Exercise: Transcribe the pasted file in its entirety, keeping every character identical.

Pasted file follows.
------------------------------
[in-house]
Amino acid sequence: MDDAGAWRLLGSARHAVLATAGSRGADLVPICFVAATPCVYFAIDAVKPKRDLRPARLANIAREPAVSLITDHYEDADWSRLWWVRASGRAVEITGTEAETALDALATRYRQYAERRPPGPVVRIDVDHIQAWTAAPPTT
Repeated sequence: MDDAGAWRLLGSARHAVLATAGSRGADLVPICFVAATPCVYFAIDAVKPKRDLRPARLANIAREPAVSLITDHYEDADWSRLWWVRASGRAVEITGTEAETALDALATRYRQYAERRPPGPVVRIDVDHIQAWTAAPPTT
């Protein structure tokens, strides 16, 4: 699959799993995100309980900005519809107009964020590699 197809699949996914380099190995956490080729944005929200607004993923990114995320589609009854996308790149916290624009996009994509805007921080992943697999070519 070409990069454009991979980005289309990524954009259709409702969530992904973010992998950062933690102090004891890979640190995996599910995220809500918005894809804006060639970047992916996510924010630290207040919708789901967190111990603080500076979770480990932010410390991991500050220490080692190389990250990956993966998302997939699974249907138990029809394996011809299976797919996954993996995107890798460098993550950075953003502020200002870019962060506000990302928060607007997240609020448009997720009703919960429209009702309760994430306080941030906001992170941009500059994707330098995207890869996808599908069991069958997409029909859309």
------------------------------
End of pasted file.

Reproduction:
[in-house]
Amino acid sequence: MDDAGAWRLLGSARHAVLATAGSRGADLVPICFVAATPCVYFAIDAVKPKRDLRPARLANIAREPAVSLITDHYEDADWSRLWWVRASGRAVEITGTEAETALDALATRYRQYAERRPPGPVVRIDVDHIQAWTAAPPTT
Repeated sequence: MDDAGAWRLLGSARHAVLATAGSRGADLVPICFVAATPCVYFAIDAVKPKRDLRPARLANIAREPAVSLITDHYEDADWSRLWWVRASGRAVEITGTEAETALDALATRYRQYAERRPPGPVVRIDVDHIQAWTAAPPTT
């Protein structure tokens, strides 16, 4: 699959799993995100309980900005519809107009964020590699 197809699949996914380099190995956490080729944005929200607004993923990114995320589609009854996308790149916290624009996009994509805007921080992943697999070519 070409990069454009991979980005289309990524954009259709409702969530992904973010992998950062933690102090004891890979640190995996599910995220809500918005894809804006060639970047992916996510924010630290207040919708789901967190111990603080500076979770480990932010410390991991500050220490080692190389990250990956993966998302997939699974249907138990029809394996011809299976797919996954993996995107890798460098993550950075953003502020200002870019962060506000990302928060607007997240609020448009997720009703919960429209009702309760994430306080941030906001992170941009500059994707330098995207890869996808599908069991069958997409029909859309």